Getting to Know You (1999) Poster

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10/10
A powerful movie that sneaks up on you, highly recommended.
a.v. boy3 May 1999
This is a film drawn from the literature of Joyce Carol Oates, a synthesis of several short stories written into a powerful script which really highlights the talents and abilities of this cast. Well-acted, well-directed, and technically excellent, this film has superior production values in every way.

Heather Matarazzo is brilliantly believable in her role as Judith, an apparently quiet and vulnerable young woman, who we find is strong and resilient once we get to know her better. She, Zach Braff as her brother, Wesley, and Michael Weston as Jimmy, the denizen of the bus station, form the core of this powerful ensemble piece. The characters are played with real personality and a lack of stereotype.

Judith and Wesley are the above-average children of Trix and Darrell, two initially likable, but dysfunctional, parents outstandingly depicted by Bebe Neuwirth and Mark Blum. In its way, this is the antithesis of many "teen" movies, and refreshingly so. Part of the strength of the movie is that nothing is obvious, nothing gift-wrapped, the complex characters never fully explained.

The supporting cast is uniformly excellent, a tribute not only to the actors themselves, but undoubtedly to the fine directing as well.

A brilliant piece of writing, the story is both simple and complex. It is slowly revealed, rather than simply told, and at every point along the way, you are engaged in its unfolding. Vignettes carry the story along, some told from the point of view of Jimmy, the mysterious kid in the bus station, others through the recollections of Wesley and Judith. Slowly, the characters, and we, come to understand their own reality.
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sundance channel mainstay
chris111-15 September 2002
This touching, beautifully photographed film is part of an interesting trend: the return of the story. roughly based on three short stories by joyce carol oates, getting to know you doesn't employ any fancy camera work, outlandish characters, or irony. The short slice of life plot against the backdrop of a decaying upstate New York town is very intesting. Bebe Neuwirth and Mark Blum are terrific, as is heather matarazzo. FOr those of you with digital cable, this film is in heavy rotation on the sundance channel. I can't wait to see lisette's next film. She is a major, talent (for an interesting contract watch this film then hysterical blindness)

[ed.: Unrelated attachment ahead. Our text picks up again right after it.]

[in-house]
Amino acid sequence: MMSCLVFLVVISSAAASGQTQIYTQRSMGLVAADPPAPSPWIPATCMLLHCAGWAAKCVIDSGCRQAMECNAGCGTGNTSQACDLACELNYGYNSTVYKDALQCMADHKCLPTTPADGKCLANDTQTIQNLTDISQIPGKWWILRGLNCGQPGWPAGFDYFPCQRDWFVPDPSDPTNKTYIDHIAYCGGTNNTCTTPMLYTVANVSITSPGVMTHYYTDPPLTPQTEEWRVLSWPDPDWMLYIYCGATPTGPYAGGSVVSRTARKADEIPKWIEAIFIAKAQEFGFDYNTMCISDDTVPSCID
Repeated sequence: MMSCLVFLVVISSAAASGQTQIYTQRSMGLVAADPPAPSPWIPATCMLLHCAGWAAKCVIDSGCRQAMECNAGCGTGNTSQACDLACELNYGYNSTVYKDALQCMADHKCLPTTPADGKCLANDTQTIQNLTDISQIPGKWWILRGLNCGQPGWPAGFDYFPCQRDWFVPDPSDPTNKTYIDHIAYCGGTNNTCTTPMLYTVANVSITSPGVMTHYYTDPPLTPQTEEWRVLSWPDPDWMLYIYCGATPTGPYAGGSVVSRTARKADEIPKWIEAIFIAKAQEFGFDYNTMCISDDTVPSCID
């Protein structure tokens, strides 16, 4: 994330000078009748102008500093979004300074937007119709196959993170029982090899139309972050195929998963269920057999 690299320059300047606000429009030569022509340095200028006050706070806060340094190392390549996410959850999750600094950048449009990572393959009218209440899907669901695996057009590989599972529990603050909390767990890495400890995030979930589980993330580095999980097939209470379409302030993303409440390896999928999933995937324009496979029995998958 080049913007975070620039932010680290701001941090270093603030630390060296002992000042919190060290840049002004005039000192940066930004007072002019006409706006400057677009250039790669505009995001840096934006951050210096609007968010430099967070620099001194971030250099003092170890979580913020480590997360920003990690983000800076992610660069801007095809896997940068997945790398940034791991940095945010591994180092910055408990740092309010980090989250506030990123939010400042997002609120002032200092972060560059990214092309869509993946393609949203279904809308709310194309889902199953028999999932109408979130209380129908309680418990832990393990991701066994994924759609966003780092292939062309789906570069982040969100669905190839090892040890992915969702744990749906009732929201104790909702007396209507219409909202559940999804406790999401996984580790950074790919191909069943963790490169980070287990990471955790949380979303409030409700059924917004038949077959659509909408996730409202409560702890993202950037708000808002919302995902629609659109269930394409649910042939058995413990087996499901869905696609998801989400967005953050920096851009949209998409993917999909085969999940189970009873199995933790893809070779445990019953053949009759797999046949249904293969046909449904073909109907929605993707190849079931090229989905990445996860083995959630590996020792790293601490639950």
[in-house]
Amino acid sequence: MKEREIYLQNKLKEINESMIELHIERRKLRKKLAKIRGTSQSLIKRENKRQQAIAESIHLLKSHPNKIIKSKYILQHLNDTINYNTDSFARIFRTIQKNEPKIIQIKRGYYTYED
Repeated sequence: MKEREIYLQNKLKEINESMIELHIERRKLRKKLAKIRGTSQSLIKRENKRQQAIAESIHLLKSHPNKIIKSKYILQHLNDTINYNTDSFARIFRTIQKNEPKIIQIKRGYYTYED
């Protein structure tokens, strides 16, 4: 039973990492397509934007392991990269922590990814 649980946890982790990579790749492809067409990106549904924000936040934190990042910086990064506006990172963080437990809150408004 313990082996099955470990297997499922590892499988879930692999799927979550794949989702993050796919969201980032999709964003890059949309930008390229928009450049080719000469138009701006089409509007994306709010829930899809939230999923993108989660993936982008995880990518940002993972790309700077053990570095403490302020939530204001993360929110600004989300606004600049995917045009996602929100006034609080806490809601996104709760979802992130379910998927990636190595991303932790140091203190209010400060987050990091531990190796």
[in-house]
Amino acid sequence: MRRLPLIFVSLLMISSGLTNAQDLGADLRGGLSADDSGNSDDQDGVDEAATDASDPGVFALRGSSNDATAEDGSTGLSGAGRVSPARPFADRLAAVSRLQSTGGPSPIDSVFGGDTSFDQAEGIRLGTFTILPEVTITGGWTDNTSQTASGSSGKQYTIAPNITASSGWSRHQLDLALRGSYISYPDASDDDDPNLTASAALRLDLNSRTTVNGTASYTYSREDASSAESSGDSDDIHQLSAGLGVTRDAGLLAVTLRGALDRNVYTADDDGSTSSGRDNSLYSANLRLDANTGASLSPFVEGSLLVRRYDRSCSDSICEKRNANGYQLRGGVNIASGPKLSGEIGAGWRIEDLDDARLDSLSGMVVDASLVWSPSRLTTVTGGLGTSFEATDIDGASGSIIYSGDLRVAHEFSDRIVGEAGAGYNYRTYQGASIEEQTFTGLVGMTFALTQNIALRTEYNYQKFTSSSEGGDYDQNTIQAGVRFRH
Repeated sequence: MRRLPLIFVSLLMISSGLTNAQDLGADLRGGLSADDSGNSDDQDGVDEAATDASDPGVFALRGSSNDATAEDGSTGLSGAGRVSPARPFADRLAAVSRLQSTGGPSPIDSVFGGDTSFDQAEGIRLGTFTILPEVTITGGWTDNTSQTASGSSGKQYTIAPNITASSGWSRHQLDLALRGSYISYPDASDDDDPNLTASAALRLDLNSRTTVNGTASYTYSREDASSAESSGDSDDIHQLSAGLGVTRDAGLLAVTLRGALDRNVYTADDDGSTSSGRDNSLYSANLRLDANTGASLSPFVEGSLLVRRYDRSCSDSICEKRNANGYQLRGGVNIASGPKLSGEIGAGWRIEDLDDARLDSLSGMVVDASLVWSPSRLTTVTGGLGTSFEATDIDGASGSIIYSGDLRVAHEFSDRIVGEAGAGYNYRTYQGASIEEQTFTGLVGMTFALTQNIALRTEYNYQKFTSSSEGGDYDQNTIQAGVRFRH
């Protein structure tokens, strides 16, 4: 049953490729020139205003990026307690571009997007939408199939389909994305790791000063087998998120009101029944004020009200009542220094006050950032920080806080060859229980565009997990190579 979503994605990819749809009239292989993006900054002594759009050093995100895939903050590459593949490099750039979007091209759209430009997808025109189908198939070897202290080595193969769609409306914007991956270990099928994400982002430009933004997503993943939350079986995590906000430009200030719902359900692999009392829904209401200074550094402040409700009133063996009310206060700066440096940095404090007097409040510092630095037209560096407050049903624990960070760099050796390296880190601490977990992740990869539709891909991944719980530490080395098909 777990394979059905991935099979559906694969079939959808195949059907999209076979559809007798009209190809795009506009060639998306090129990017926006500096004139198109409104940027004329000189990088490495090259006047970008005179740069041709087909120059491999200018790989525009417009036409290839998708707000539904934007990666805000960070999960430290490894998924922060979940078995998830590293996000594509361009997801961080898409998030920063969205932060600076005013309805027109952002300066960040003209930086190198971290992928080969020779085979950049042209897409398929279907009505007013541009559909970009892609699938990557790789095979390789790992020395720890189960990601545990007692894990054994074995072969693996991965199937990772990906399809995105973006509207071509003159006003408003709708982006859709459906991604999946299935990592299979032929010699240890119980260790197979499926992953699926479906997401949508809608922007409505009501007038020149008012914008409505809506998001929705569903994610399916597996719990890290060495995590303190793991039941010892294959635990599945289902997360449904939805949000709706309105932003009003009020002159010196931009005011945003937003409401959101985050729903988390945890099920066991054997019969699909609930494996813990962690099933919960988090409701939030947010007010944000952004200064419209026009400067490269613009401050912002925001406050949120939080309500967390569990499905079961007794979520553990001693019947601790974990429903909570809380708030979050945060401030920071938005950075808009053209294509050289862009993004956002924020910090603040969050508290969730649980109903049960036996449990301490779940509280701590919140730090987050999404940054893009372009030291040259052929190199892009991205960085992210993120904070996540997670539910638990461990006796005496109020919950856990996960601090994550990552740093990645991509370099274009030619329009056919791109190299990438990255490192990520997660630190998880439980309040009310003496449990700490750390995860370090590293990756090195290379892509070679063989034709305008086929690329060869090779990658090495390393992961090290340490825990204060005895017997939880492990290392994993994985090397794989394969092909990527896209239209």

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10/10
The best film of 1999...and still no distribution!!!
JP-4313 January 2000
One of the smartest adaptations of previously published material, "Getting to Know You" is a powerful look at family dysfunction, and perserverence in the face of abject personal adversity. Director Lisanne Skyler and sister Tristine (who also appears in the film) not only get the essence of Joyce Carol Oates' stories, but in fact improve upon their emotional resonance. Beautifully shot, beautifully acted (Michael Weston is a revelation in his film)... just a gorgeous and stirring film.
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8/10
quality film never found its legs
mjneu5922 November 2010
Scrape together a few thousand dollars, call in a few personal favors, enlist your friends and family to work nights and weekends, and the result might be a movie like this: too small and personal for widespread theatrical release, but ideal for any discriminating cable TV network devoted to showcasing true independent cinema.

The film is set (for the most part) in an upstate New York small town bus station, where every glancing encounter has a story behind it. Private narratives of this sort are what define us to ourselves, and because the screenplay was adapted from the writings of Joyce Carol Oates these particular stories describe a series of downbeat, dysfunctional family dramas.

At some point in its evolution the project might have been intended as a stage play, with the wordy, meaningful script and one-act location (opened up by flashbacks and speculative digressions into the overheard lives of passing strangers) suggesting a small theater piece. Sympathetic characters, natural performances, and a welcome lack of hyperbolic direction make it a quietly devastating experience, but with at least a token glimmer of hope in the final scene to help relieve the often oppressive details. Michael Brook's delicate guitar études add just the right touch of atmosphere.
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7/10
Matarazzo shines in Lisanne Skyler's labour of love
simon_sparrow12 August 2001
It is obvious that director Lisanne Skyler has tremendous respect for the writings of Joyce Carol Oates. She weaves several stories together in this intriguingly conceived film about lost souls meeting in a bus station. Heather Matarazzo follows up her amazing performance in Welcome To The Doll House with a more measured, but nonetheless brilliant, essay of a displaced teen trying to make sense of what is left from her life.